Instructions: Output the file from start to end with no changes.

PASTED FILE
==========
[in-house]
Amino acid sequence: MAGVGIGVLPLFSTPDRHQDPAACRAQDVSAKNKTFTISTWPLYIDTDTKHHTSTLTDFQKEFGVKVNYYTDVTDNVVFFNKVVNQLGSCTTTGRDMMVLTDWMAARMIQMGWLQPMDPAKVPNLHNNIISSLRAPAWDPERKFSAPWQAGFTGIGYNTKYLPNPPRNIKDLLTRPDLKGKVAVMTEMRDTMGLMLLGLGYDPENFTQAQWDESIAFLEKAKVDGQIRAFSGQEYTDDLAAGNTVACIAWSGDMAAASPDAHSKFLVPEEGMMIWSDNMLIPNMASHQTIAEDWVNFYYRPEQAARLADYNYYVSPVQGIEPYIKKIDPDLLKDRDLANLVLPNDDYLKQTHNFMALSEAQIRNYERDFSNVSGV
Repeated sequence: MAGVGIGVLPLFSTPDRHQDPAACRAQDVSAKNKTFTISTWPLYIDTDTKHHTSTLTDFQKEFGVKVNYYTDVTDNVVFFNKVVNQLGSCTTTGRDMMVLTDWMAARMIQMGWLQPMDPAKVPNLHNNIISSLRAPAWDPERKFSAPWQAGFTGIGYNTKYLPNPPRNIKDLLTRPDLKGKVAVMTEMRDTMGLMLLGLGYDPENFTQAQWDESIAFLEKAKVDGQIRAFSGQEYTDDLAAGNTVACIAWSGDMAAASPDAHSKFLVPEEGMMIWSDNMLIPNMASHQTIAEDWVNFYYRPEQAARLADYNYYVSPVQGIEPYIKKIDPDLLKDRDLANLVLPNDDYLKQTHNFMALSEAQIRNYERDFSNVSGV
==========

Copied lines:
[in-house]
Amino acid sequence: MAGVGIGVLPLFSTPDRHQDPAACRAQDVSAKNKTFTISTWPLYIDTDTKHHTSTLTDFQKEFGVKVNYYTDVTDNVVFFNKVVNQLGSCTTTGRDMMVLTDWMAARMIQMGWLQPMDPAKVPNLHNNIISSLRAPAWDPERKFSAPWQAGFTGIGYNTKYLPNPPRNIKDLLTRPDLKGKVAVMTEMRDTMGLMLLGLGYDPENFTQAQWDESIAFLEKAKVDGQIRAFSGQEYTDDLAAGNTVACIAWSGDMAAASPDAHSKFLVPEEGMMIWSDNMLIPNMASHQTIAEDWVNFYYRPEQAARLADYNYYVSPVQGIEPYIKKIDPDLLKDRDLANLVLPNDDYLKQTHNFMALSEAQIRNYERDFSNVSGV
Repeated sequence: MAGVGIGVLPLFSTPDRHQDPAACRAQDVSAKNKTFTISTWPLYIDTDTKHHTSTLTDFQKEFGVKVNYYTDVTDNVVFFNKVVNQLGSCTTTGRDMMVLTDWMAARMIQMGWLQPMDPAKVPNLHNNIISSLRAPAWDPERKFSAPWQAGFTGIGYNTKYLPNPPRNIKDLLTRPDLKGKVAVMTEMRDTMGLMLLGLGYDPENFTQAQWDESIAFLEKAKVDGQIRAFSGQEYTDDLAAGNTVACIAWSGDMAAASPDAHSKFLVPEEGMMIWSDNMLIPNMASHQTIAEDWVNFYYRPEQAARLADYNYYVSPVQGIEPYIKKIDPDLLKDRDLANLVLPNDDYLKQTHNFMALSEAQIRNYERDFSNVSGV